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Recipe sharing thread



  • Womble54Womble54 WimbledonPosts: 331
    Totally agree Nollie. Keep it simple. Let the veg do the talking.

    I’d love to grow asparagus but don’t have the space.
  • Womble54Womble54 WimbledonPosts: 331
    Bean salad.

    I made it with runner and French beans with the last of my broad beans thrown in, but you can use what you like.

    Saute the beans gently in olive oil and butter. When they’re soft add a squeeze of lemon.

    Make a dressing with olive oil, white wine vinegar, mustard (I used whole grain but French or Dijon would work well), salt and pepper.

    Mix some finely sliced shallots in the with beans. Pour over the dressing and mix well.

    Serve warm or cold. Went down well at our bbq yesterday.
  • DovefromaboveDovefromabove Central Norfolk UKPosts: 62,422
    Sounds very yummy chops
    “I am not lost, for I know where I am. But however, where I am may be lost.” Winnie the Pooh

  • Womble54Womble54 WimbledonPosts: 331
    Tomato and chorizo courgettedelle!

    Sauté finely chopped shallots. Add chilli, garlic and diced chorizo. Mix in diced tomato (I used my first Black Russian). Deglaze the pan with white wine. Simmer till all the veg are soft. Season with salt and pepper. 

    Use a speed peeler to make wide ribbons of courgette (like parapadelle). Add into the sauce. Just a minute
    for the courgette to soften. Squeeze
    in lemon juice. Garnish with finely sliced spring onion and chives.

    A lovely light summer dinner.
  • DovefromaboveDovefromabove Central Norfolk UKPosts: 62,422
    That may well happen here this evening ... We have the ingredients  :)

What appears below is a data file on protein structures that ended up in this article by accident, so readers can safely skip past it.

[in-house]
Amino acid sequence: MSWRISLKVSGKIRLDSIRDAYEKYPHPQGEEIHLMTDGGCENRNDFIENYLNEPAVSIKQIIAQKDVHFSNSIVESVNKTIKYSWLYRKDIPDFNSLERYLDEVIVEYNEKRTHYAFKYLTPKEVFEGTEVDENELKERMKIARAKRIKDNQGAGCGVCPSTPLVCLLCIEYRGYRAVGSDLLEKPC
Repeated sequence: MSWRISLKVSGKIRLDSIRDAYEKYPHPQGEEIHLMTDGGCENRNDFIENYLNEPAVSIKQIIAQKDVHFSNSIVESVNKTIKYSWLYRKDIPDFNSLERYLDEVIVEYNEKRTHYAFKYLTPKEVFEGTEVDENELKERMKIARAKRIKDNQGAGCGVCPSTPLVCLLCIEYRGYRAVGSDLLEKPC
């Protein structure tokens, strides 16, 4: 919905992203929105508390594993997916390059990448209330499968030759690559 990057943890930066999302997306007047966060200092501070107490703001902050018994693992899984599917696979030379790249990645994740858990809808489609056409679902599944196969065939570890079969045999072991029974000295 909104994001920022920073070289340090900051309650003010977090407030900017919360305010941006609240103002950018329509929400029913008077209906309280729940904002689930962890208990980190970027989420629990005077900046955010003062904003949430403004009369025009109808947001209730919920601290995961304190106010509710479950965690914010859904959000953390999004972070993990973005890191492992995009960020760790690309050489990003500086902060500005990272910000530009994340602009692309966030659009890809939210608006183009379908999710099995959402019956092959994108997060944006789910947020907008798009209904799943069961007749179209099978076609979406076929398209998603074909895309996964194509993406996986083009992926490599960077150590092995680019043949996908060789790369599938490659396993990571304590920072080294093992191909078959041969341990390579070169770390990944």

“I am not lost, for I know where I am. But however, where I am may be lost.” Winnie the Pooh

  • Big Bang InflationBig Bang Inflation Posts: 50
    edited July 2018
    No recipes from me but you may find this challenge I set myself last year interesting.

    My challenge was to cook at least two recipes from every country recognised by the UN - 195 countries in all.

    There are only two rules:

    1. It must be a meal I have never attempted to cook before.
    2. It must be an althentic meal - traditional or modern doesn't matter.

    I should point out I'm not a professional cook or a chef.
    So far I've 'visited' around 20 countries so I have many more to see. There is no time constraint on this challenge though.
  • a1154a1154 Posts: 786
    edited July 2018
    I’ve been looking for things to do with red currant jelly.....that didn’t set! Made it fine last year, couldn’t find the recipe this year, tried one off t’internet and got clear red currant liquid. So far a cordial with ice and water, lovely! And best so far over ice cream! Really good! So it’s a happy accident. 
    But I still don’t have a recipe for the jelly. 
  • Womble54Womble54 WimbledonPosts: 331
    I often add red currant jelly to my gravy with roast dinners. I suppose runny red currant jelly would work nicely.
  • DovefromaboveDovefromabove Central Norfolk UKPosts: 62,422
    I'm amazed that red currant jelly didn't set ... red currants are incredibly rich in pectin ... so much so that a friend who is a retired professional chef adds an amount of red currants when strawberry jam to improve the set.  

    His method of making red currant jelly is thus:

    "... when I make redcurrant jelly, I just heat the redcurrants (microwave first in batches, then when the juices have started to run, simmer on the hob until the fruit is completely softened. I then put the lot into a jelly bag with a jar of boiling water and leave to drop overnight, changing the jar as it gets cold. The next day, I measure the volume and use 750g to 800g sugar per litre of juice. ..."

    So in your situation, I would measure your runny jelly and do some sums to work out how to get the right proportion of sugar to juice and boil it up again with the added sugar if needed until you get to the setting point ... it will set ... it must set ... it's red currants 
    “I am not lost, for I know where I am. But however, where I am may be lost.” Winnie the Pooh

  • a1154a1154 Posts: 786
    This recipe (which I have no doubt I’ll never find again) had a tiny amount of sugar, I think it was 80 or 100g. I was a bit unsure, as with a jam it’s such a large amount, but I thought ah well try it. 
    We have been through 2 jars using it as a cordial and ice cream flavour, so no I won’t redo it with sugar. I’ll get some more for jelly if mr blackbird hasn’t scoffed the lot yet. 
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